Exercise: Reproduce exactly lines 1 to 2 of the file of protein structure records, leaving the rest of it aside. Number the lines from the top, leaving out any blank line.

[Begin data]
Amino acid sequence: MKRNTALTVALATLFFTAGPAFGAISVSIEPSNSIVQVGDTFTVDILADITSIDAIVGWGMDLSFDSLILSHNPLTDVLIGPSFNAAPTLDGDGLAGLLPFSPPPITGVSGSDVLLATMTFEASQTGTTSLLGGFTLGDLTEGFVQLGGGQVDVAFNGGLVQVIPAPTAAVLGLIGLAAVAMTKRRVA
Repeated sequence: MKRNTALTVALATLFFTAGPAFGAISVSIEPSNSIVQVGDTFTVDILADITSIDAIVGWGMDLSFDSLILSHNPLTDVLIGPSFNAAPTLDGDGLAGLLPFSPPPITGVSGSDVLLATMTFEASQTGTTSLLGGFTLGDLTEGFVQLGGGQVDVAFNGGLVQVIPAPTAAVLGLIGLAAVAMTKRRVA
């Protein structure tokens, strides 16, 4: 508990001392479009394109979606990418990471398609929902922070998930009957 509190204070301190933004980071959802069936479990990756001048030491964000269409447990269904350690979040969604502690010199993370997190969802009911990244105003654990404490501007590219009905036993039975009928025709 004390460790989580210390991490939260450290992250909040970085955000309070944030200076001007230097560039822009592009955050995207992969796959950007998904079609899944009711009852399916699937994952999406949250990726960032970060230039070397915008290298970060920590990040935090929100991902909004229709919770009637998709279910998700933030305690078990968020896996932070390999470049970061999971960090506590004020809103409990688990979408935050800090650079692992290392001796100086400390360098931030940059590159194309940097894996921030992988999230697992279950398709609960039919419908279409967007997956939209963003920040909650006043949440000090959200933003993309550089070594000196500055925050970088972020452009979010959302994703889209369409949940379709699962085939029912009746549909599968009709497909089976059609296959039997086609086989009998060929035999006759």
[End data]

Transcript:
Amino acid sequence: MKRNTALTVALATLFFTAGPAFGAISVSIEPSNSIVQVGDTFTVDILADITSIDAIVGWGMDLSFDSLILSHNPLTDVLIGPSFNAAPTLDGDGLAGLLPFSPPPITGVSGSDVLLATMTFEASQTGTTSLLGGFTLGDLTEGFVQLGGGQVDVAFNGGLVQVIPAPTAAVLGLIGLAAVAMTKRRVA
Repeated sequence: MKRNTALTVALATLFFTAGPAFGAISVSIEPSNSIVQVGDTFTVDILADITSIDAIVGWGMDLSFDSLILSHNPLTDVLIGPSFNAAPTLDGDGLAGLLPFSPPPITGVSGSDVLLATMTFEASQTGTTSLLGGFTLGDLTEGFVQLGGGQVDVAFNGGLVQVIPAPTAAVLGLIGLAAVAMTKRRVA